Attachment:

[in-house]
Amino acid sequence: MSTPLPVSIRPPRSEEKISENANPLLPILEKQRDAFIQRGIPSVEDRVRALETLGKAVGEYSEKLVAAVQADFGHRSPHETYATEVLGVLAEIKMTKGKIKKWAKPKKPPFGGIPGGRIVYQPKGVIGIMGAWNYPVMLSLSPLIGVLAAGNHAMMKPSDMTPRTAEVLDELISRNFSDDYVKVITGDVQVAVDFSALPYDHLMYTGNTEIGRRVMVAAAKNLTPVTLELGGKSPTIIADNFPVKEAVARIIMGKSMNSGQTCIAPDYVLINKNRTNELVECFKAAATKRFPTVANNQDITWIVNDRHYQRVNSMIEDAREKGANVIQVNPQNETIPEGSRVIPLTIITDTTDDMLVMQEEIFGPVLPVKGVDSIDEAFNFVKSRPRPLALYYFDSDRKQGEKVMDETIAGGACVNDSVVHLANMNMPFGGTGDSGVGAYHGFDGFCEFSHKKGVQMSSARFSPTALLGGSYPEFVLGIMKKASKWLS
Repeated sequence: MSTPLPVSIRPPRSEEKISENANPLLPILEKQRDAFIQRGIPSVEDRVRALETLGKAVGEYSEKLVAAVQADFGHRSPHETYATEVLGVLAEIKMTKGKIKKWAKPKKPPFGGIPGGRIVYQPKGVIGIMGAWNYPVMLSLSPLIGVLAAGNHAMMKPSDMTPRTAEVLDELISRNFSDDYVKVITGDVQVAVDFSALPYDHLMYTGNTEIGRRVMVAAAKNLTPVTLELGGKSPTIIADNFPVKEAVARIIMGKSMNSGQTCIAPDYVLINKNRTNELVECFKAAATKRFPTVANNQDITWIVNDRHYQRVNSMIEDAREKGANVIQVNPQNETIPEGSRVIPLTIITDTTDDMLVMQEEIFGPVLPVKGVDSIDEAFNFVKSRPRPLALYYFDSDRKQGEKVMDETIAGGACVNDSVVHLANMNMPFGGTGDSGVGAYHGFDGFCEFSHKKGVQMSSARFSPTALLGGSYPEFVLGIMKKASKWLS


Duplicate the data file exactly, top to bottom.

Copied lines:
[in-house]
Amino acid sequence: MSTPLPVSIRPPRSEEKISENANPLLPILEKQRDAFIQRGIPSVEDRVRALETLGKAVGEYSEKLVAAVQADFGHRSPHETYATEVLGVLAEIKMTKGKIKKWAKPKKPPFGGIPGGRIVYQPKGVIGIMGAWNYPVMLSLSPLIGVLAAGNHAMMKPSDMTPRTAEVLDELISRNFSDDYVKVITGDVQVAVDFSALPYDHLMYTGNTEIGRRVMVAAAKNLTPVTLELGGKSPTIIADNFPVKEAVARIIMGKSMNSGQTCIAPDYVLINKNRTNELVECFKAAATKRFPTVANNQDITWIVNDRHYQRVNSMIEDAREKGANVIQVNPQNETIPEGSRVIPLTIITDTTDDMLVMQEEIFGPVLPVKGVDSIDEAFNFVKSRPRPLALYYFDSDRKQGEKVMDETIAGGACVNDSVVHLANMNMPFGGTGDSGVGAYHGFDGFCEFSHKKGVQMSSARFSPTALLGGSYPEFVLGIMKKASKWLS
Repeated sequence: MSTPLPVSIRPPRSEEKISENANPLLPILEKQRDAFIQRGIPSVEDRVRALETLGKAVGEYSEKLVAAVQADFGHRSPHETYATEVLGVLAEIKMTKGKIKKWAKPKKPPFGGIPGGRIVYQPKGVIGIMGAWNYPVMLSLSPLIGVLAAGNHAMMKPSDMTPRTAEVLDELISRNFSDDYVKVITGDVQVAVDFSALPYDHLMYTGNTEIGRRVMVAAAKNLTPVTLELGGKSPTIIADNFPVKEAVARIIMGKSMNSGQTCIAPDYVLINKNRTNELVECFKAAATKRFPTVANNQDITWIVNDRHYQRVNSMIEDAREKGANVIQVNPQNETIPEGSRVIPLTIITDTTDDMLVMQEEIFGPVLPVKGVDSIDEAFNFVKSRPRPLALYYFDSDRKQGEKVMDETIAGGACVNDSVVHLANMNMPFGGTGDSGVGAYHGFDGFCEFSHKKGVQMSSARFSPTALLGGSYPEFVLGIMKKASKWLS